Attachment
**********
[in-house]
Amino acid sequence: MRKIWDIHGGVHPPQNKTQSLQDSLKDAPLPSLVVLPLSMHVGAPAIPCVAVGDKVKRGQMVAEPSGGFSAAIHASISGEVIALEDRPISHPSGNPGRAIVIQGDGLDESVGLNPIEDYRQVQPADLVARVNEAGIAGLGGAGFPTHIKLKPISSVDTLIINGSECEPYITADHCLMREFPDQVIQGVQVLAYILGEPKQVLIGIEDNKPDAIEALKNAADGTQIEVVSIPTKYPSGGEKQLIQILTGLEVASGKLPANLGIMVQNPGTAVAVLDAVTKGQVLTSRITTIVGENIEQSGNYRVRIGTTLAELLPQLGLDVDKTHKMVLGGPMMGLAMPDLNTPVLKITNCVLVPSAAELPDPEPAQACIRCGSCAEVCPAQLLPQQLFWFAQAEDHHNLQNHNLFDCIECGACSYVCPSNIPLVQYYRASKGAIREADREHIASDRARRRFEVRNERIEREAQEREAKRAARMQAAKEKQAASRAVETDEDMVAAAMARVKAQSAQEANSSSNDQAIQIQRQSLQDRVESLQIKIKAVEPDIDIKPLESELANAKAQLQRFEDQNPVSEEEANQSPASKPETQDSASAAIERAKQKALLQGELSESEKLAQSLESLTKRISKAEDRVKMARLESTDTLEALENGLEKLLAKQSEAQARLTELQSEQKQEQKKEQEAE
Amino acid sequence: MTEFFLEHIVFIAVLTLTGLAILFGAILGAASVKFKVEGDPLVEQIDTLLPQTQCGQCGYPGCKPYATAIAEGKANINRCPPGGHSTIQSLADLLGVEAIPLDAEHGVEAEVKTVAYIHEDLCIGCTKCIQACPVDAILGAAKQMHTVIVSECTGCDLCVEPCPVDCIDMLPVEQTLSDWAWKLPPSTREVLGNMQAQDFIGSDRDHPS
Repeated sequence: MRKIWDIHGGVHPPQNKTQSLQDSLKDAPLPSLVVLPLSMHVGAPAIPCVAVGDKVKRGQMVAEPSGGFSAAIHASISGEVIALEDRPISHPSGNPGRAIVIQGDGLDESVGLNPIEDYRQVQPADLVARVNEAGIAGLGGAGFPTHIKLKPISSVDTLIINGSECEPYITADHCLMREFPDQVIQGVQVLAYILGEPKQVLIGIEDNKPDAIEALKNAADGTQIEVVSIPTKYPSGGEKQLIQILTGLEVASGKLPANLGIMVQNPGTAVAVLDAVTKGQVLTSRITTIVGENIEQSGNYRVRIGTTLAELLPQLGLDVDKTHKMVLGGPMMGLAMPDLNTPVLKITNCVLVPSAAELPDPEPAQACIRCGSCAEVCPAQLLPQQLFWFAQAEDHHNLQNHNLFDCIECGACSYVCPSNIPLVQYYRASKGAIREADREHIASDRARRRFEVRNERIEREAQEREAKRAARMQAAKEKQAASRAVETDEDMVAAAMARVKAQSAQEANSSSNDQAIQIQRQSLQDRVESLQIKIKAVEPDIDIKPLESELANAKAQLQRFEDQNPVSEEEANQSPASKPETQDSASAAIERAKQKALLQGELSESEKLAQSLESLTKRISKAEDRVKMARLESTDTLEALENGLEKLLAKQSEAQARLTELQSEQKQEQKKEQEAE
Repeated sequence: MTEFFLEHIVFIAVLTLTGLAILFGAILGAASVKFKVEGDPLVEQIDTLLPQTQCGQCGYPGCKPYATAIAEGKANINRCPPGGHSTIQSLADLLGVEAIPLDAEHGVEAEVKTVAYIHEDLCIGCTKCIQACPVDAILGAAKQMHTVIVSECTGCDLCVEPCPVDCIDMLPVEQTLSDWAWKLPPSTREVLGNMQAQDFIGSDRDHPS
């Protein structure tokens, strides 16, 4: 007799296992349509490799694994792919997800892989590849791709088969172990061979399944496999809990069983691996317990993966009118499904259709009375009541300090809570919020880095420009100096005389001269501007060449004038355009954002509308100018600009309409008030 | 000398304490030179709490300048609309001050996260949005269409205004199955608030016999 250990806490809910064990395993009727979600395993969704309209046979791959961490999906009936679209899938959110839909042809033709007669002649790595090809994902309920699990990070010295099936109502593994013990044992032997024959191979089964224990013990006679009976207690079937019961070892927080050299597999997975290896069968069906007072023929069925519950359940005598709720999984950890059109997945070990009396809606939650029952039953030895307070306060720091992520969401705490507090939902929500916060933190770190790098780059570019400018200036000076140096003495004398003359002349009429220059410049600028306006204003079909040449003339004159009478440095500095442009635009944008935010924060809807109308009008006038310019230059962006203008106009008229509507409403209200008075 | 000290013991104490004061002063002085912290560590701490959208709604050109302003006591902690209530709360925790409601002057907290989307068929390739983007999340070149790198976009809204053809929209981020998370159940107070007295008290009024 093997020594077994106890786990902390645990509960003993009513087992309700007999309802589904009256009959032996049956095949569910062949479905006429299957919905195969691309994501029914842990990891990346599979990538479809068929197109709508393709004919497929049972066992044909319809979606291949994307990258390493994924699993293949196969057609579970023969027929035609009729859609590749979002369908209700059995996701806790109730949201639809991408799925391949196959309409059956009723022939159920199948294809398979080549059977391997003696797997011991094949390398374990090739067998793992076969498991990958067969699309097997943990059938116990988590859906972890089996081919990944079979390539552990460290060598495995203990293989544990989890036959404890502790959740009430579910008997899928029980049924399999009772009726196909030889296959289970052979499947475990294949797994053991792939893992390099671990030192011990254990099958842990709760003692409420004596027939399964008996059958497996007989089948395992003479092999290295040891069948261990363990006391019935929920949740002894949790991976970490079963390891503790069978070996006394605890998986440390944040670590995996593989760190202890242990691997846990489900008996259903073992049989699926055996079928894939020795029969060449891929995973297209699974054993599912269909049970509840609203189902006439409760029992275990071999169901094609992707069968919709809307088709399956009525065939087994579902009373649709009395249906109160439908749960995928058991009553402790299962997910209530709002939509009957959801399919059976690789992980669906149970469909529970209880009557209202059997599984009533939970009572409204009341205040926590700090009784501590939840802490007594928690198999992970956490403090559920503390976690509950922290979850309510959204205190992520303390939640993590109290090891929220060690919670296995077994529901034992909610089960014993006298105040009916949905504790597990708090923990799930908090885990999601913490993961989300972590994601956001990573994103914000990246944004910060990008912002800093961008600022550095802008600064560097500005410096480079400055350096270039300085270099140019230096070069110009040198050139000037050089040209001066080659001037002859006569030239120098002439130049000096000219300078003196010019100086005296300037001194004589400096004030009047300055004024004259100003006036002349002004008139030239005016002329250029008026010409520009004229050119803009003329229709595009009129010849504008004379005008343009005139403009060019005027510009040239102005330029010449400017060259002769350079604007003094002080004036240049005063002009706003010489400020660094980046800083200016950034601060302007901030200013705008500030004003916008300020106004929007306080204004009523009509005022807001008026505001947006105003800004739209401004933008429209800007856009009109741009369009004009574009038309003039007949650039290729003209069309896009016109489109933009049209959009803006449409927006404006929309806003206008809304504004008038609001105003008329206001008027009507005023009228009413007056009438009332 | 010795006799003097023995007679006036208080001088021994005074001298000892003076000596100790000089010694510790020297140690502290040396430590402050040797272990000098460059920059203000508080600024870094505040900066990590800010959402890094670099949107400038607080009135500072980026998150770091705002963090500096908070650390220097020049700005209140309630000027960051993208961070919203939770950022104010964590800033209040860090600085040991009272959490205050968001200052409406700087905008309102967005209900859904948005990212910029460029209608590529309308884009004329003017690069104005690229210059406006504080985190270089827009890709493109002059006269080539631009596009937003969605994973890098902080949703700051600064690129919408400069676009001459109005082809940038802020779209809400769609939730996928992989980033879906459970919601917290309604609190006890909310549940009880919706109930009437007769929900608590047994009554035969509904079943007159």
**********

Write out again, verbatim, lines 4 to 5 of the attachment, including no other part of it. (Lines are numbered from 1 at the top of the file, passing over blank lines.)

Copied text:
Repeated sequence: MRKIWDIHGGVHPPQNKTQSLQDSLKDAPLPSLVVLPLSMHVGAPAIPCVAVGDKVKRGQMVAEPSGGFSAAIHASISGEVIALEDRPISHPSGNPGRAIVIQGDGLDESVGLNPIEDYRQVQPADLVARVNEAGIAGLGGAGFPTHIKLKPISSVDTLIINGSECEPYITADHCLMREFPDQVIQGVQVLAYILGEPKQVLIGIEDNKPDAIEALKNAADGTQIEVVSIPTKYPSGGEKQLIQILTGLEVASGKLPANLGIMVQNPGTAVAVLDAVTKGQVLTSRITTIVGENIEQSGNYRVRIGTTLAELLPQLGLDVDKTHKMVLGGPMMGLAMPDLNTPVLKITNCVLVPSAAELPDPEPAQACIRCGSCAEVCPAQLLPQQLFWFAQAEDHHNLQNHNLFDCIECGACSYVCPSNIPLVQYYRASKGAIREADREHIASDRARRRFEVRNERIEREAQEREAKRAARMQAAKEKQAASRAVETDEDMVAAAMARVKAQSAQEANSSSNDQAIQIQRQSLQDRVESLQIKIKAVEPDIDIKPLESELANAKAQLQRFEDQNPVSEEEANQSPASKPETQDSASAAIERAKQKALLQGELSESEKLAQSLESLTKRISKAEDRVKMARLESTDTLEALENGLEKLLAKQSEAQARLTELQSEQKQEQKKEQEAE
Repeated sequence: MTEFFLEHIVFIAVLTLTGLAILFGAILGAASVKFKVEGDPLVEQIDTLLPQTQCGQCGYPGCKPYATAIAEGKANINRCPPGGHSTIQSLADLLGVEAIPLDAEHGVEAEVKTVAYIHEDLCIGCTKCIQACPVDAILGAAKQMHTVIVSECTGCDLCVEPCPVDCIDMLPVEQTLSDWAWKLPPSTREVLGNMQAQDFIGSDRDHPS